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Versions: 00 01 02

Individual Submission                                       C. Dannewitz
Internet-Draft                                   University of Paderborn
Intended status: Informational                                 T. Rautio
Expires: January 6, 2011                VTT Technical Research Centre of
                                                                 Finland
                                                           O. Strandberg
                                                  Nokia Siemens Networks
                                                            July 5, 2010


        Secure naming structure and p2p application interaction
                 draft-dannewitz-ppsp-secure-naming-00

Abstract

   Many P2P applications use their own way to identify and address data
   relying on host centric addressing, limiting the access to the same
   data on potentially multiple locations for multiple P2P applications.
   There are potential benefits in providing a generic way to identify
   and address data so that multiple P2P systems can use the same data
   regardless of data location.  The proposed secure naming structure
   provides a potential way to address these challenges with a common
   naming structure for all data and different needs.  The additional
   feature of the proposal is securing the way data is addressed such
   that the receiver has the possibility to verify that the correct data
   is received.  The secure naming structure should be beneficial as
   potential design principle in defining the two protocols identified
   as objectives in the PPSP charter.  This document enumerates a number
   of design considerations to impact the design and implementation of
   the tracker-peer signaling and peer-peer streaming signaling
   protocols.

Requirements Language

   The key words "MUST", "MUST NOT", "REQUIRED", "SHALL", "SHALL NOT",
   "SHOULD", "SHOULD NOT", "RECOMMENDED", "MAY", and "OPTIONAL" in this
   document are to be interpreted as described in [RFC2119].

Status of this Memo

   This Internet-Draft is submitted in full conformance with the
   provisions of BCP 78 and BCP 79.

   Internet-Drafts are working documents of the Internet Engineering
   Task Force (IETF).  Note that other groups may also distribute
   working documents as Internet-Drafts.  The list of current Internet-
   Drafts is at http://datatracker.ietf.org/drafts/current/.




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Table of Contents

   1.  Introduction . . . . . . . . . . . . . . . . . . . . . . . . .  4
   2.  Naming requirements  . . . . . . . . . . . . . . . . . . . . .  4
   3.  Basic Concepts for an Application-independent P2P Naming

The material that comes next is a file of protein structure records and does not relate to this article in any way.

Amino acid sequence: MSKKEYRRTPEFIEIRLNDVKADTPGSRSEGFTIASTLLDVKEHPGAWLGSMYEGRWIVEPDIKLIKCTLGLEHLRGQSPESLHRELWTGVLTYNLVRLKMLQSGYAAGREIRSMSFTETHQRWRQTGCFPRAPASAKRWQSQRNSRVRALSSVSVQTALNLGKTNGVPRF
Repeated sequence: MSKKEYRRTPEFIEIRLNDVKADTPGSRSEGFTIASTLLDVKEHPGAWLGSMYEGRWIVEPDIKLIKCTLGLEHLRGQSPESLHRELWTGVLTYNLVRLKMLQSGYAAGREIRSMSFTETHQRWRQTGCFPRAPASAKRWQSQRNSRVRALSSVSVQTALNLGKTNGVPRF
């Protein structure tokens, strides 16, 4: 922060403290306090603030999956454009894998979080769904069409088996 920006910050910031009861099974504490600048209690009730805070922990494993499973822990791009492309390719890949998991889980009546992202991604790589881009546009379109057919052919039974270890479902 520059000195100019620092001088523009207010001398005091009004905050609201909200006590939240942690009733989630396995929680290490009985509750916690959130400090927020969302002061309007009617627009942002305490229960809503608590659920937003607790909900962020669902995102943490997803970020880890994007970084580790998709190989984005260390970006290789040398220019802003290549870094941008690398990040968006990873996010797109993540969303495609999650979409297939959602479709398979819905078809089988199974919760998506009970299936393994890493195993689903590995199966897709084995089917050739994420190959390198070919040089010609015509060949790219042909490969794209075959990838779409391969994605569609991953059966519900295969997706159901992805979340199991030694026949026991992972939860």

Scheme . . . . . . . . . . . . . . . . . . . . . . . . . . . .  6
     3.1.  Overview . . . . . . . . . . . . . . . . . . . . . . . . .  6
     3.2.  ID Structure . . . . . . . . . . . . . . . . . . . . . . .  7
     3.3.  Security Metadata Structure  . . . . . . . . . . . . . . .  8
   4.  Application use of secure naming structure . . . . . . . . . .  9
   5.  Conclusion . . . . . . . . . . . . . . . . . . . . . . . . . . 10
   6.  IANA Considerations  . . . . . . . . . . . . . . . . . . . . . 10
   7.  Security Considerations  . . . . . . . . . . . . . . . . . . . 10
   8.  Acknowledgements . . . . . . . . . . . . . . . . . . . . . . . 10
   9.  Informative References . . . . . . . . . . . . . . . . . . . . 11
   Authors' Addresses . . . . . . . . . . . . . . . . . . . . . . . . 11



































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1.  Introduction

   Today's dominating naming schemes in the Internet, i.e., IP addresses
   and URLs, are rather host-centric with respect to the fact that they
   are bound to a location.  This kind of naming scheme is not suitable
   for P2P systems as they are based on an information-centric thinking,
   i.e., putting the information at the focus whereas the source for
   this information is constantly changing and might involve more than
   one source at once.

   Numerous P2P applications use their own data model and protocol for
   keeping track of data and locations.  This poses a challenge for use
   of the same information for several applications.  A common naming
   scheme e.g. data model would be important to enable interconnectivity
   between different P2P systems.  To be able to build a common P2P
   infrastructure that can serve a multitude of applications there is a
   need for a common application independent naming scheme.  With such a
   naming scheme different applications can use and refer to the same